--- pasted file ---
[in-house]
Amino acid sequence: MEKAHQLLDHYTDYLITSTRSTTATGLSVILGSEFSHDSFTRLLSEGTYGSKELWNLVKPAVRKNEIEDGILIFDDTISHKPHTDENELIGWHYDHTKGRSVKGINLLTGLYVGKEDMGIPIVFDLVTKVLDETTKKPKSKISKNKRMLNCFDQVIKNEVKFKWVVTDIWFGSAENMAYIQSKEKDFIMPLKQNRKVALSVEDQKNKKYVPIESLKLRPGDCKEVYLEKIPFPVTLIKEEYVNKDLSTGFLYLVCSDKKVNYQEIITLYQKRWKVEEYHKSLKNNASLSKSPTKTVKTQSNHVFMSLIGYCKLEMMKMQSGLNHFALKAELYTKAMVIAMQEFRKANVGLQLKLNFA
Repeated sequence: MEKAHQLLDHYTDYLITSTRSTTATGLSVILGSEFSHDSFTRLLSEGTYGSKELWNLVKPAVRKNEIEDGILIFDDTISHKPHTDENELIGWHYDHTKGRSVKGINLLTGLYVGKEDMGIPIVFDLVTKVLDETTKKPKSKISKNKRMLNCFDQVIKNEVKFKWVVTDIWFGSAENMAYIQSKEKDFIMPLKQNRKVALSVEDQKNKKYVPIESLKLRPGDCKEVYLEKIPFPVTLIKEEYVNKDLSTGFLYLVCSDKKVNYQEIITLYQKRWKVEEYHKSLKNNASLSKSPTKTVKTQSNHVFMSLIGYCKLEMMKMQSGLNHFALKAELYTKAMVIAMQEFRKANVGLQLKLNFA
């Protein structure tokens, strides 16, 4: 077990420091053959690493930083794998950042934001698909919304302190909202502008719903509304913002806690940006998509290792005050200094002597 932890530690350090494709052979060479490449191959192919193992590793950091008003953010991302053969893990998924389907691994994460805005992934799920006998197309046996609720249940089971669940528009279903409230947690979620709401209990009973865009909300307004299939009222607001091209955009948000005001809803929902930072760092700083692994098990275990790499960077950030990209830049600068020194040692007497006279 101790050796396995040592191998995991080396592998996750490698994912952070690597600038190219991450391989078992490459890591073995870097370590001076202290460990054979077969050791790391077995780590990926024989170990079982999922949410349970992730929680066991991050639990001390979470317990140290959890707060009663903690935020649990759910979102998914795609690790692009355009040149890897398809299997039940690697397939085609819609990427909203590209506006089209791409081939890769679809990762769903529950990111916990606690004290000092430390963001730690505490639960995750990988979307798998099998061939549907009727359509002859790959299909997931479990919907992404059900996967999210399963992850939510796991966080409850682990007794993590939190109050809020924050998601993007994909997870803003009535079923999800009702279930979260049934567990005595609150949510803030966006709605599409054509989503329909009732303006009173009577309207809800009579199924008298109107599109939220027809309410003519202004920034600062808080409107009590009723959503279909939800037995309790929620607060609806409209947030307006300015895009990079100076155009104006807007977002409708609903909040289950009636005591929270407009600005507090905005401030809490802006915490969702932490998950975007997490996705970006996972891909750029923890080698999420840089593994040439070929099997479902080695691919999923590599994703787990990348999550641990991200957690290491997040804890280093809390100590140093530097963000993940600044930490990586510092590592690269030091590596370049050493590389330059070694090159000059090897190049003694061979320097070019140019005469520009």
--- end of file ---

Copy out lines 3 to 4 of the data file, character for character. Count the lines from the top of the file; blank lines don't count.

Repeated sequence: MEKAHQLLDHYTDYLITSTRSTTATGLSVILGSEFSHDSFTRLLSEGTYGSKELWNLVKPAVRKNEIEDGILIFDDTISHKPHTDENELIGWHYDHTKGRSVKGINLLTGLYVGKEDMGIPIVFDLVTKVLDETTKKPKSKISKNKRMLNCFDQVIKNEVKFKWVVTDIWFGSAENMAYIQSKEKDFIMPLKQNRKVALSVEDQKNKKYVPIESLKLRPGDCKEVYLEKIPFPVTLIKEEYVNKDLSTGFLYLVCSDKKVNYQEIITLYQKRWKVEEYHKSLKNNASLSKSPTKTVKTQSNHVFMSLIGYCKLEMMKMQSGLNHFALKAELYTKAMVIAMQEFRKANVGLQLKLNFA
């Protein structure tokens, strides 16, 4: 077990420091053959690493930083794998950042934001698909919304302190909202502008719903509304913002806690940006998509290792005050200094002597 932890530690350090494709052979060479490449191959192919193992590793950091008003953010991302053969893990998924389907691994994460805005992934799920006998197309046996609720249940089971669940528009279903409230947690979620709401209990009973865009909300307004299939009222607001091209955009948000005001809803929902930072760092700083692994098990275990790499960077950030990209830049600068020194040692007497006279 101790050796396995040592191998995991080396592998996750490698994912952070690597600038190219991450391989078992490459890591073995870097370590001076202290460990054979077969050791790391077995780590990926024989170990079982999922949410349970992730929680066991991050639990001390979470317990140290959890707060009663903690935020649990759910979102998914795609690790692009355009040149890897398809299997039940690697397939085609819609990427909203590209506006089209791409081939890769679809990762769903529950990111916990606690004290000092430390963001730690505490639960995750990988979307798998099998061939549907009727359509002859790959299909997931479990919907992404059900996967999210399963992850939510796991966080409850682990007794993590939190109050809020924050998601993007994909997870803003009535079923999800009702279930979260049934567990005595609150949510803030966006709605599409054509989503329909009732303006009173009577309207809800009579199924008298109107599109939220027809309410003519202004920034600062808080409107009590009723959503279909939800037995309790929620607060609806409209947030307006300015895009990079100076155009104006807007977002409708609903909040289950009636005591929270407009600005507090905005401030809490802006915490969702932490998950975007997490996705970006996972891909750029923890080698999420840089593994040439070929099997479902080695691919999923590599994703787990990348999550641990991200957690290491997040804890280093809390100590140093530097963000993940600044930490990586510092590592690269030091590596370049050493590389330059070694090159000059090897190049003694061979320097070019140019005469520009």